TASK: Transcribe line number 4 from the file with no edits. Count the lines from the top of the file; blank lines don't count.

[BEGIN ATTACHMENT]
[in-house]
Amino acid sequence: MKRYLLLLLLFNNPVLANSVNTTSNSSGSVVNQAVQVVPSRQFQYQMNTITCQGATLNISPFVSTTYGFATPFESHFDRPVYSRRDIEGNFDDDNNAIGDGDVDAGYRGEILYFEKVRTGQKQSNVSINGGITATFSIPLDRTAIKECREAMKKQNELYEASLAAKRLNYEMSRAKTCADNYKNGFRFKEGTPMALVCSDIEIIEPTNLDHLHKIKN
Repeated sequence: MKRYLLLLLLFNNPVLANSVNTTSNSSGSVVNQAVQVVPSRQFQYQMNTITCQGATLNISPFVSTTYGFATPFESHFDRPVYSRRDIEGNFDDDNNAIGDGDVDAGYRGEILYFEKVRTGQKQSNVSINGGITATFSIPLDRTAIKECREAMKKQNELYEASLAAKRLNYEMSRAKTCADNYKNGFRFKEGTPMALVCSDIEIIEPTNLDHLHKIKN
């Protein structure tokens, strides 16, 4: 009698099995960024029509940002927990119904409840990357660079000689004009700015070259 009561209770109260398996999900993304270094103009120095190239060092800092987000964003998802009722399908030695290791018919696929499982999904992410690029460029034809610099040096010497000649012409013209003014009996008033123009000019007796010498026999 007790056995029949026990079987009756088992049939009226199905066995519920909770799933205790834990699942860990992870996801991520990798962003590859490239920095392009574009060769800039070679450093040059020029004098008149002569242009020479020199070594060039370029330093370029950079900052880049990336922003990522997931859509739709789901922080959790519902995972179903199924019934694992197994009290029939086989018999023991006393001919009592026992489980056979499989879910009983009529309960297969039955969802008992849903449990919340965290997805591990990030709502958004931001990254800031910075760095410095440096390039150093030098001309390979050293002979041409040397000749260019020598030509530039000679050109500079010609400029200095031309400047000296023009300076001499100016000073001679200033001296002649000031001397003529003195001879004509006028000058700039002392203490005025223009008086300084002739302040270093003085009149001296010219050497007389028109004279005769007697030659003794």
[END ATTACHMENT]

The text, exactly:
């Protein structure tokens, strides 16, 4: 009698099995960024029509940002927990119904409840990357660079000689004009700015070259 009561209770109260398996999900993304270094103009120095190239060092800092987000964003998802009722399908030695290791018919696929499982999904992410690029460029034809610099040096010497000649012409013209003014009996008033123009000019007796010498026999 007790056995029949026990079987009756088992049939009226199905066995519920909770799933205790834990699942860990992870996801991520990798962003590859490239920095392009574009060769800039070679450093040059020029004098008149002569242009020479020199070594060039370029330093370029950079900052880049990336922003990522997931859509739709789901922080959790519902995972179903199924019934694992197994009290029939086989018999023991006393001919009592026992489980056979499989879910009983009529309960297969039955969802008992849903449990919340965290997805591990990030709502958004931001990254800031910075760095410095440096390039150093030098001309390979050293002979041409040397000749260019020598030509530039000679050109500079010609400029200095031309400047000296023009300076001499100016000073001679200033001296002649000031001397003529003195001879004509006028000058700039002392203490005025223009008086300084002739302040270093003085009149001296010219050497007389028109004279005769007697030659003794």